But all who are in relationship to Jesus through faith have eternal life right now. One interpretation of Jesus’ statement “takes the first half of Christ’s words physically and the second half spiritually. It would give us a meaning something like this: ‘He would believes in me, even though he should die physically, yet he will live physically [that is, there will be a final resurrection]. And whosoever is spiritually live and believes in me shall not die spiritually’” (James Montgomery Boice, John, vol. 3, p. 853). In the original Greek, Jesus’ words read like this: “Whoever lives and believes in me will absolutely never die” (Gary M. Burge, John, p. 317).

Faith in Jesus brings eternal life now and resurrection life later. 

Verse 35 says that when he came to the tomb of Lazarus, “Jesus wept.” “Jesus joins his friends’ sadness with heartfelt sorrow, yet underlying it is the knowledge that resurrection and joy will soon follow. Jesus’ example shows that heartfelt mourning in the face of death does not indicate lack of faith but honest sorrow at the reality of suffering and death” (ESV Study Bible, p. 2046).

The death and resurrection of Lazarus foreshadow the death and resurrection of Jesus. (Of course, one big difference is that, unlike Jesus, Lazarus eventually died again.) The death and resurrection of Jesus provide hope to all who trust in him.

Do You Believe This? 

Jesus asked Martha, “Do you believe this?” (v. 26). You must decide whether or not you believe that Jesus is the resurrection and the life.

Harry Houdini is considered to be the greatest escape artist of all time. In the early 1900s, he fascinated the world with his performances. He would free himself from straitjackets, handcuffs, chains, and ropes. As he grew more popular, his escapes became more daring. He escaped from being buried alive, from being immersed in water inside a coffin, and from a water torture chamber. It seemed Houdini could escape anything. Nothing could hold him down.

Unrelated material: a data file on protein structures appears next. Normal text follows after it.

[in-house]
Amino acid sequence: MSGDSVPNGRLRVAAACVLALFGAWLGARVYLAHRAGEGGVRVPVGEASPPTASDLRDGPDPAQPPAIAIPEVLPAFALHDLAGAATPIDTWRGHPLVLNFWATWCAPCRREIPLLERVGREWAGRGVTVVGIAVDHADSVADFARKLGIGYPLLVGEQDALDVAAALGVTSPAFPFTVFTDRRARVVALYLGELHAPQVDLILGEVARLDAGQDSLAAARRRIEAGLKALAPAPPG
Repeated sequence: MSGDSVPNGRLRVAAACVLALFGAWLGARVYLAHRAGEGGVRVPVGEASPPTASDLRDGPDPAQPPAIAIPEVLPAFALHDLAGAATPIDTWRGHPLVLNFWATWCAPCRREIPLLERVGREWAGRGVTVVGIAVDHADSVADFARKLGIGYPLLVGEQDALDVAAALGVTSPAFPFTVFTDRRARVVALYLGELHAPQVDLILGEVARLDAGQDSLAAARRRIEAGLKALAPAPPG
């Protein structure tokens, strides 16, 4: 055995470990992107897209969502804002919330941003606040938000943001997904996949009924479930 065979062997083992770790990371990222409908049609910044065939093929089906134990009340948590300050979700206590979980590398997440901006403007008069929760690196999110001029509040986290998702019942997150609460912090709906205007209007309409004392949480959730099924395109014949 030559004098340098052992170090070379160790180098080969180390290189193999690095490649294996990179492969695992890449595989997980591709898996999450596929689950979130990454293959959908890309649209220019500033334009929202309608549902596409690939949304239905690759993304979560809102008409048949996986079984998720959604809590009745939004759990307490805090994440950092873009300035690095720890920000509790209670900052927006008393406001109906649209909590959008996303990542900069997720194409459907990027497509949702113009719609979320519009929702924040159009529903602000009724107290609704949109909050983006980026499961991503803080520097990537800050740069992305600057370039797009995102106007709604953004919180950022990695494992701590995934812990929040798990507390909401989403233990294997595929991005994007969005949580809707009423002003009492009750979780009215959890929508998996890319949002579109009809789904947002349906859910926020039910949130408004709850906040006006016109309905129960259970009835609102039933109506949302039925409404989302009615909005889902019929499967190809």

As he was nearing death, Houdini told his wife that, if possible, he would communicate to her from the other side. He thought if anyone could escape death, he could.

Houdini died on Halloween 1926. And for ten solid years, his wife held on to the hope that her beloved husband would communicate to her, that he could somehow escape death as he had escaped everything else.

Finally, on the ten-year anniversary of Houdini’s death, she tried on final séance—to be broad-cast all over the world on radio—on final opportunity for her husband to prove he could escape death and communicate with her. After numerous intense appeals to awaken Houdini from his deathly slumber, the host yelled out: “Houdini! Are you there! Are you here, Houdini? Please manifest yourself in any way possible. We have waited, Houdini, oh so long! Never have you been able to present the evidence you promised.”

Hearing nothing, like always, the host turned to Houdini’s wife and asked for her response. She replied, “Houdini did not come through. My last hope is gone. I do believe he cannot come back to me or to anyone. It is finished. I turn out the light” (story taken from Creature of the Word, p. 117).

What Houdini could not do, Jesus has done. He has escaped death. He is the resurrection and the life. In him there is hope. Do you believe this?